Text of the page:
Self-defense theory of Cadungog’s driver

By Atty. Ruphil F. Bañoc |August 09,2018 - 09:55 PM


Can William Macaslang, driver of Barangay Councilman Jesselou Cadungog, validly invoke self-defense?

It depends. For now, the PNP and NBI admitted that they could not produce the CCTV footage of the actual shooting incident.

Let us evaluate the available evidence.

It is well to note that for self-defense to be invoked, according to the Revised Penal Code, the following requisites must concur: 1. there must be an unlawful aggression by the victim; 2. that the means employed to prevent such aggression was reasonable; 3. that there was lack of sufficient provocation on the part of the person defending himself.

The available undeniable evidences are that: 1.PO3 Eugene Calumba was shot dead; 2. he was not able to fire a single shot as per paraffin test result; 3. William Macaslang, who is positive in the paraffin test, admitted to have shot Calumba first; 4. the front windshield of the FJ Cruiser has traces of two bullets being fired from inside.

On the first requisite alone, it is difficult for Macaslang to claim that there was an unlawful aggression by the policeman because of the traces of bullets in the front windshield being fired from inside of the FJ cruiser.

The traces of bullets would speak for themselves that the target, the victim-policeman, was positioned in–front of the moving vehicle driven by him.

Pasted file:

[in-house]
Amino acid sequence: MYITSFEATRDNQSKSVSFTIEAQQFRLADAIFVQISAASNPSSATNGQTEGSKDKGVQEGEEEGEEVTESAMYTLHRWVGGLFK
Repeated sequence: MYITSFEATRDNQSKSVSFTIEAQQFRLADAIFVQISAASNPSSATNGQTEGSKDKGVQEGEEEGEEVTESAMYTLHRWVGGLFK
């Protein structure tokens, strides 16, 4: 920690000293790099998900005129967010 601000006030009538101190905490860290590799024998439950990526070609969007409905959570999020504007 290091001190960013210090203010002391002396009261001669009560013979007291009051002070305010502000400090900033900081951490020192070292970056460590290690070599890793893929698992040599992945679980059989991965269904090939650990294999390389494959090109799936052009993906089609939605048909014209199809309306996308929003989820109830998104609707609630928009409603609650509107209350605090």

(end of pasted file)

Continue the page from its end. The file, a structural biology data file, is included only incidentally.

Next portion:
It is contrary to human conduct for the policeman to be the first to draw his gun when he could not see his target behind the super black tinted windshield.

Instead, he was the one being seen clearly by Macaslang from inside the tinted vehicle. In effect, Macaslang had the advantage in position.

The policeman also could not get closer to his target because of the car’s hood that prevented him from doing so.

Remember that the firearm tucked in his waist is only a short firearm, not a rifle that can produce rapid automatic fire that can even by chance hit his target.

He would put his life in danger by being bumped by the moving vehicle approaching towards him if the driver lost control after being hit by chance or on purpose.

Instead it is easy to imagine that Macaslang sighted his innocent target positioned in-front of him and shot him just like a sitting duck.

He might contend also that he shot Calumba when he got closer at the driver’s side, but he needs evidence to support it.

Furthermore, the claim that Calumba was merely doing surveillance is supported by the fact that he did not have buddies to serve as spotters and backups.

As observed, that is not the way hitnen operate more so when it is state sponsored as others want to project.

Ergo, it is far-fetched and preposterous for Macaslang to invoke self-defense.

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